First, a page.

Signs Of Heat Stress In Ferrets
A list of symptoms cannot predict how rapidly a ferret will progress from minor heat stress to heat exhaustion or stroke. Assume you need to take rapid action if a ferret in warm temperatures shows a single symptom. Symptoms of heat stress include:
- Breathing difficulty: air gulping, gasping or other drastic changes in breathing
- Dehydration: sunken eyes, dry tongue, skin “tenting,” concentrated urine
- Drooling: Excessive, thick or stringy drool
- High temperature: body hot to the touch, temperature exceeding 103 degrees Fahrenheit
- Lack of activity or interest: a marked decline in play and exploration
- Level of consciousness: difficulty or inability to wake
- Loss of balance: a stumbling or clumsy gait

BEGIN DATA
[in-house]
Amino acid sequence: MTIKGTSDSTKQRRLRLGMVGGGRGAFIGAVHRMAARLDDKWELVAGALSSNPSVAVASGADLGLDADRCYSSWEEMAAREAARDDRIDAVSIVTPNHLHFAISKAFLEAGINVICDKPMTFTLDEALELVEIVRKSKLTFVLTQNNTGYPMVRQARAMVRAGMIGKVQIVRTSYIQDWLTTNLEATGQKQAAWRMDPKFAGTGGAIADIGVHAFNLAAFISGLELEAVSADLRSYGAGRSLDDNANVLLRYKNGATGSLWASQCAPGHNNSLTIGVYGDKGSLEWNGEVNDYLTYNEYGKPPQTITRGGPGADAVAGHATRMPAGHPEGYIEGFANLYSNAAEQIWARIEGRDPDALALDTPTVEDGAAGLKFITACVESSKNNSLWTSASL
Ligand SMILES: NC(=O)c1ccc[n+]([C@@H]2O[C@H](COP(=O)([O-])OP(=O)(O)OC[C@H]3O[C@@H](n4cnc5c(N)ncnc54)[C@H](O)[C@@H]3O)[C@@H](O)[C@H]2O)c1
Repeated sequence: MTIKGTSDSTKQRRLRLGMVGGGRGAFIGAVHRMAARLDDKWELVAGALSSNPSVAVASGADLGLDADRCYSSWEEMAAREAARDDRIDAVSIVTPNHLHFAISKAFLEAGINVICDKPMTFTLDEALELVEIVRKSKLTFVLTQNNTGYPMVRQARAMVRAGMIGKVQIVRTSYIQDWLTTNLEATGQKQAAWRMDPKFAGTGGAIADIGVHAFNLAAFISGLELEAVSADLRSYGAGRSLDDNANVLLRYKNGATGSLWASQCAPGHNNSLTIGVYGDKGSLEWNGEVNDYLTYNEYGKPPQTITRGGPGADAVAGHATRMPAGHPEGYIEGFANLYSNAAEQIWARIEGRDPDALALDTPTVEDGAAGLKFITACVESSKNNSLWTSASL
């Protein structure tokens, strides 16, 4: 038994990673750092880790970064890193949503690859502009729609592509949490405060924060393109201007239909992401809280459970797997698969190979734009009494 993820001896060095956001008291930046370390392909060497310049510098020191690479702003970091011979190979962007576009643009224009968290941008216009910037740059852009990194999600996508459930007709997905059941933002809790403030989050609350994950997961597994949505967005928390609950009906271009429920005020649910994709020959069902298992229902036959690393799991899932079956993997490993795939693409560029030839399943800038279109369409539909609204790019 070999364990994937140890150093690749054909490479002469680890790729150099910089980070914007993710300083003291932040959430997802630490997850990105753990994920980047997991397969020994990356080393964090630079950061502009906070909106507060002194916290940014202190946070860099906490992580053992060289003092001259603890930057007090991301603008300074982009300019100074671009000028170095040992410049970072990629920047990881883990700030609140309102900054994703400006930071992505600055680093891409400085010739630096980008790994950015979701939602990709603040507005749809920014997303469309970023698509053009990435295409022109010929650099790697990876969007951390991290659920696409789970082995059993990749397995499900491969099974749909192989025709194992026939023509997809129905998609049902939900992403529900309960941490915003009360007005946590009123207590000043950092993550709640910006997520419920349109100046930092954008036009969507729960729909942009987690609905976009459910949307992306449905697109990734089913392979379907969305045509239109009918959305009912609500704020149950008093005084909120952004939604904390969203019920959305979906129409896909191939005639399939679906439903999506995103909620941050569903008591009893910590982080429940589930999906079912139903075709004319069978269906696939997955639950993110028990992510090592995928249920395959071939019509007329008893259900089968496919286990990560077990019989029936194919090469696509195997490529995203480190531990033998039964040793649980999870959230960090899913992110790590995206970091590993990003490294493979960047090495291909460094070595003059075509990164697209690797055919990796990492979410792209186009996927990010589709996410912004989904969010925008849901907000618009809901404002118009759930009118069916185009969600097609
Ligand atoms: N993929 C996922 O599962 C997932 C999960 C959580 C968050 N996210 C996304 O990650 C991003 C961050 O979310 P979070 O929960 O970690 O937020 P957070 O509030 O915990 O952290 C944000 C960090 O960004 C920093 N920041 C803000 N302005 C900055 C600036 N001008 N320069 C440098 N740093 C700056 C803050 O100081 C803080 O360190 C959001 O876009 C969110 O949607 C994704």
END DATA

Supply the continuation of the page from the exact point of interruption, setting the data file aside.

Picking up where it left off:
- Mental awareness: a confused or trance-like state
- Mucous membranes: reddened or darkened tongue, gums and under eyelids
- Panting: rapid, frantic or excessive breathing
- Paw licking: repeated footpad licking
- Poor appetite: eats little or refuses food
- Prone position: sustained flattened or sprawled position
- Thirst: generally increased, but some might stop drinking under severe stress
- Vomiting and/or diarrhea: a bad sign, get to a vet!
- Weakness: trembling, difficulty of movement or falling
14 Tips To Help Ferrets Beat The Heat
The best cure for heat stress is prevention. While there are no guarantees that the following recommendations will prevent heat stress, they can help lessen the impact. Always consult your veterinarian if you have any doubts or questions about your ferret’s health.
- Bath: A tepid (not cold) bath cools a heat-stressed ferret. If your ferret is frightened by water, use a wet washcloth to cool it down.